The micro-church can consist of 3 to 72 people, depending on the context in which a micro-church exists. Micro-churches are small. Therefore, they can meet anywhere—in a house, in a college dorm room, in a coffee shop, under a tree, or in a corporate boardroom. They meet in these locations and do not think of growing to a size requiring building construction to accommodate a larger group. Instead, they ask, “How can we multiply leaders and start more micro-churches?” “How can we walk together as micro church leaders?” And although some micro-churches meet on Sundays, many others meet at other times during the week. Micro-churches are simple and flexible.
However, as the size of the church grows, it becomes essential if they have small groups within the micro church for discipleship and leadership training. The key to starting new groups is leadership. If leaders are not adequately prepared to start a new micro church, it is best to wait until they are. People who are involved in micro-churches without clear leadership often become disillusioned.
Discipleship principles in a micro-church (a small, intimate, and close-knit community of believers) should focus on fostering spiritual growth, building strong relationships, and equipping individuals to live out their faith. The following list aims to provide a fluid template for creating a strong discipleship culture that is not simply a cookie-cutter model.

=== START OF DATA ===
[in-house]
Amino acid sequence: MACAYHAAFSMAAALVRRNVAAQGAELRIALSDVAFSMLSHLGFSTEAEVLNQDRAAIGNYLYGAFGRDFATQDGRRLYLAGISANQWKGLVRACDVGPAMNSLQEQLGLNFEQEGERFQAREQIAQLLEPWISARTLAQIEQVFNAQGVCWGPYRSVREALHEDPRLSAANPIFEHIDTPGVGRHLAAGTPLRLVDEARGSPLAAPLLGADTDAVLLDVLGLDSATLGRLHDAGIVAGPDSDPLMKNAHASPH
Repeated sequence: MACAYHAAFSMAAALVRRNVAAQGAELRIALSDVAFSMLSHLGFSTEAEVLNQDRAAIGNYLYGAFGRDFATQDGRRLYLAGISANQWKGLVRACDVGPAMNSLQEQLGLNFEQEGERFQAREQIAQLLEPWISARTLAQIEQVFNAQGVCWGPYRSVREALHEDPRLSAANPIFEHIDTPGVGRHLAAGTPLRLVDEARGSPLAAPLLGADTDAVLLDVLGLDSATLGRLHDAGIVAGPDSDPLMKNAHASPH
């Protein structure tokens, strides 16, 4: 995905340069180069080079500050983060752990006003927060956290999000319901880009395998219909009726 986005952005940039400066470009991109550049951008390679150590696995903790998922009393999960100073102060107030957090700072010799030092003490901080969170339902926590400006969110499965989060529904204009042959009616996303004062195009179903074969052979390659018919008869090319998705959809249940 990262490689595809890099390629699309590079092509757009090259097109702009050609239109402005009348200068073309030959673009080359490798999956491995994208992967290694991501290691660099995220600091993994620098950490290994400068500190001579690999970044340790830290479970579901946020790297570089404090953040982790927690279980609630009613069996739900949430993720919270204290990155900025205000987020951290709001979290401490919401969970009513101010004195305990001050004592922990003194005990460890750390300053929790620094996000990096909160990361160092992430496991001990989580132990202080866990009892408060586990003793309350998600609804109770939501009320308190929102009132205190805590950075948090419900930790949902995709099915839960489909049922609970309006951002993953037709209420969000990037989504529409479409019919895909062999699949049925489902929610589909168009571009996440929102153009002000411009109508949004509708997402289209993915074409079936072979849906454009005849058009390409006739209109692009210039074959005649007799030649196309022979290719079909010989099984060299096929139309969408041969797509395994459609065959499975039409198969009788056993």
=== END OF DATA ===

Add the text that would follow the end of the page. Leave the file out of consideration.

Here are some foundational discipleship principles for a micro church:
Bible-Centered Teaching: The foundation of discipleship is the Word of God. Regularly study and teach the Bible, helping members to understand and apply its principles to their lives.
Intentional Relationships: Encourage close-knit relationships among members. Small groups provide an excellent accountability, support, and personal growth environment.
Prayer: Foster a culture of prayer within the micro church. Regular prayer meetings and intercession for each other can deepen spiritual growth and unity.
Spiritual Formation: Focus on developing spiritual disciplines such as meditation on scripture, fasting, and worship to help members grow in their faith.
Discipleship Pathway: Develop a clear pathway for new believers and existing members to grow in their faith. This could include classes, mentoring, and practical steps for spiritual development.